Image borrowed from http://en.wikipedia.org/wiki/File:In_Darkest_Africa_forest_clearing.jpg
Because I’m black and I’m a woman and because I was brought up poor and because I’m a Southerner … the way I see the world is quite different from the way many people see it.
The whole point of reading literature, it seems to me, is to learn to have sympathies, imaginative relationships with people who are different from one’s self.
Although they were written almost a century apart, Joseph Conrad’s Heart of Darkness and Alice Walker’s “Everyday Use” reflect on the stereotypes and prejudices of black people of their time. Readers who are highly sensitive to the negative portrayals of Africans might find the former the work of a racist white man, and the latter the work of an African-American woman who is an equal rights activist, representing justice and benevolence. Though the scholar Chinua Achebe might take offense to such a characterization, Conrad, in a way, is an activist, too. For a white man who lived in the late nineteenth century, whose world was dominated by an imperial view and attitude, he was ahead of his time, in showing the moral conscience to expose hypocrisy, greed and brutality of Europeans through Heart of Darkness. Both stories are plagued with stereotypes and racial issues.
In Heart of Darkness, one of Conrad’s main characters, Charles Marlow, has an exciting opportunity to make a living in an unnamed place in Africa. His fascination with maps and his childhood dream of exploring uncharted territory in Africa (which mirror the author) bring about this excitement. Before his arrival, his mind has already been fraught with prejudices and stereotypes of the country and people, expressed in terms such as “darkness,” “wilderness” and “savages.” He believes he is there to “civilize” the “savages.” He sees himself as “one of the Workers, with a capital—you know. Something like an emissary of light, something like a lower sort of apostle” (Conrad 27). He is proud to see the amount of red, the color of England, on “a large shining map” at the Company’s offices. It means “some real work is done in there”(24). To his disappointment, he is sent to the place marked in yellow instead.
Upon his arrival, Africans appear to him “black and naked” and he perceives the “deadlike indifference of unhappy savages” (Conrad 29, 30). He would be unhappy too if he were chained like an animal by foreigners who invaded his country, exploited his land, and enslaved him. But later, in reference to Africans abandoning their villages, he acknowledges, “Well, if a lot of mysterious n—-s armed with all kinds of fearful weapons suddenly took to traveling on the road between Deal and Gravesend, catching the yokels right and left to carry heavy loads for them, I fancy every farm and cottage thereabouts would get empty very soon” (34). Any reader with a conscience would further ponder how they would feel if the shoe were on the other foot, in this business of empire.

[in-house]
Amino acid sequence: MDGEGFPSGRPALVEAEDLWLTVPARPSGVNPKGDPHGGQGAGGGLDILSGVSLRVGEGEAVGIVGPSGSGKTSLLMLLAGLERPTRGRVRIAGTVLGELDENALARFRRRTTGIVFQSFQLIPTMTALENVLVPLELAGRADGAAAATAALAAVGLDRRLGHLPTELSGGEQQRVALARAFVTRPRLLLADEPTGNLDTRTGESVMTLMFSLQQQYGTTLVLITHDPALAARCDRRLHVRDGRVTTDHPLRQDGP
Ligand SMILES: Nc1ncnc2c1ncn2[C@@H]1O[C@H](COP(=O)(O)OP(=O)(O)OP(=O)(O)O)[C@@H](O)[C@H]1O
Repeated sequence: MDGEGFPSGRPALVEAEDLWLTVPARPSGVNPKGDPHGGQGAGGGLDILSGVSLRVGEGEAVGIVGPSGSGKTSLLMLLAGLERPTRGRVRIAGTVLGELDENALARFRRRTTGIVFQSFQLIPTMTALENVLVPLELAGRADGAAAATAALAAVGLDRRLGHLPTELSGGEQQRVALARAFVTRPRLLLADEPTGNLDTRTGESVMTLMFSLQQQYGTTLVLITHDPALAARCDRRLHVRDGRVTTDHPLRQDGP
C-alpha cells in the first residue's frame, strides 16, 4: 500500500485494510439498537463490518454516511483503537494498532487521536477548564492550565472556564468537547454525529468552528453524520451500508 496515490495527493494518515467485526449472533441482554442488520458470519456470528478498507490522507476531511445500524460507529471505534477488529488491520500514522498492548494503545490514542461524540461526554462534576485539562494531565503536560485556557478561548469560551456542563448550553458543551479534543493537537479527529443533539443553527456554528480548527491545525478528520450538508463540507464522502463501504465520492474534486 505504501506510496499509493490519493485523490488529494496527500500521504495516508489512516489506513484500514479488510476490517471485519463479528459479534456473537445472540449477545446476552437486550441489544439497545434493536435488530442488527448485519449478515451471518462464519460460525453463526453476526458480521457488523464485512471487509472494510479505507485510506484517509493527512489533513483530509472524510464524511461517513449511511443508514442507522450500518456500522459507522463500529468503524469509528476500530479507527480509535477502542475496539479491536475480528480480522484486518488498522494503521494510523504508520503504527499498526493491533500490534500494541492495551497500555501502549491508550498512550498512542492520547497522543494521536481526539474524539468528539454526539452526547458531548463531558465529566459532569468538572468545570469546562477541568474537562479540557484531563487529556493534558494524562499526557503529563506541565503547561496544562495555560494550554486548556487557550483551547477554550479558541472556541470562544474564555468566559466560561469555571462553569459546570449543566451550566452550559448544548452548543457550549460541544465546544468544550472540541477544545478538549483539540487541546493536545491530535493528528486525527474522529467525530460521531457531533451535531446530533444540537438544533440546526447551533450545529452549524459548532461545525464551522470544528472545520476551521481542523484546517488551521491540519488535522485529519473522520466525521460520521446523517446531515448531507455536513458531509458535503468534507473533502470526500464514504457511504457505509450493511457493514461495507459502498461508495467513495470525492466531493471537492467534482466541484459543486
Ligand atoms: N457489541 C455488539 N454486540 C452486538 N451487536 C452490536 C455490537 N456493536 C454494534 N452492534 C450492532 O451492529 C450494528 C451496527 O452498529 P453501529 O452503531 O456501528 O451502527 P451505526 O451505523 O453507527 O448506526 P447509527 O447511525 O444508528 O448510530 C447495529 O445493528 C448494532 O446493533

In the Outer Station, Marlow begins to notice the inefficiency and the greedy materialism of the colonists. Africans are chained together and perform useless tasks from which they drop from exhaustion. They are left to die in pain, abandonment, and despair (Conrad 31). He sees a native savagely beaten nearly to death for purportedly starting a conflagration. As if teaching a lesson to a dog, without communicating to this native about guarding against future accidents, the aggressor justifies his barbaric beating of the poor man. The victim moans, hauntingly, in pain before he recovers, after many days, and takes to the depths of the forest.
Marlow sees dead bodies of the natives wherever he goes. He hears about “a middle-aged negro” with a bullet-hole in his head (Conrad 35). Dead bodies, in skins and bones, amass on the earth like animals that have been claimed by famine and drought. Instead of dying from natural disaster, they died from the savagery of the men who came to “enlighten” them. Meanwhile, the Company’s chief accountant walks around in immaculately pressed clothes, completely oblivious or thoughtless of his surroundings.
Although Marlow sees and thinks about these things, real enlightenment has not yet come to him. He still views Africa and Africans as impenetrable, primitive and dangerous. “We were wanderers on a prehistoric earth, on an earth that wore the aspect of an unknown planet” (Conrad 50). These stereotypical fantasies are repeated throughout the novella. Another example is the narrator’s description of going up the river, which is akin to “traveling back to the earliest beginnings of the world, when vegetation rioted on the earth and the big trees were kings.”
An empty stream, a great silence, and impenetrable forest. The air was warm, thick, heavy, sluggish. There was no joy in the brilliance of sunshine. The long stretches of the waterway ran on, deserted, into the gloom of overshadowed distances. On silvery sandbanks hippos and alligators sunned themselves side by side. The broadening waters flowed through a mob of wooded islands; you lost your way on that river as you would in a desert, and butted all day long against shoals, trying to find the channel, till you thought yourself bewitched and cut off for ever from everything you had known once—somewhere—far away—in another existence perhaps. There were moments when one’s past came back to one, as it will sometimes when you have not a moment to spare to yourself; but it came in the shape of an unrestful and noisy dream, remembered with wonder amongst the overwhelming realities of this strange world of plants, and water, and silence. And this stillness of life did not in the least resemble a peace. It was the stillness of an implacable force brooding over an inscrutable intention. It looked at you with a vengeful aspect. (49)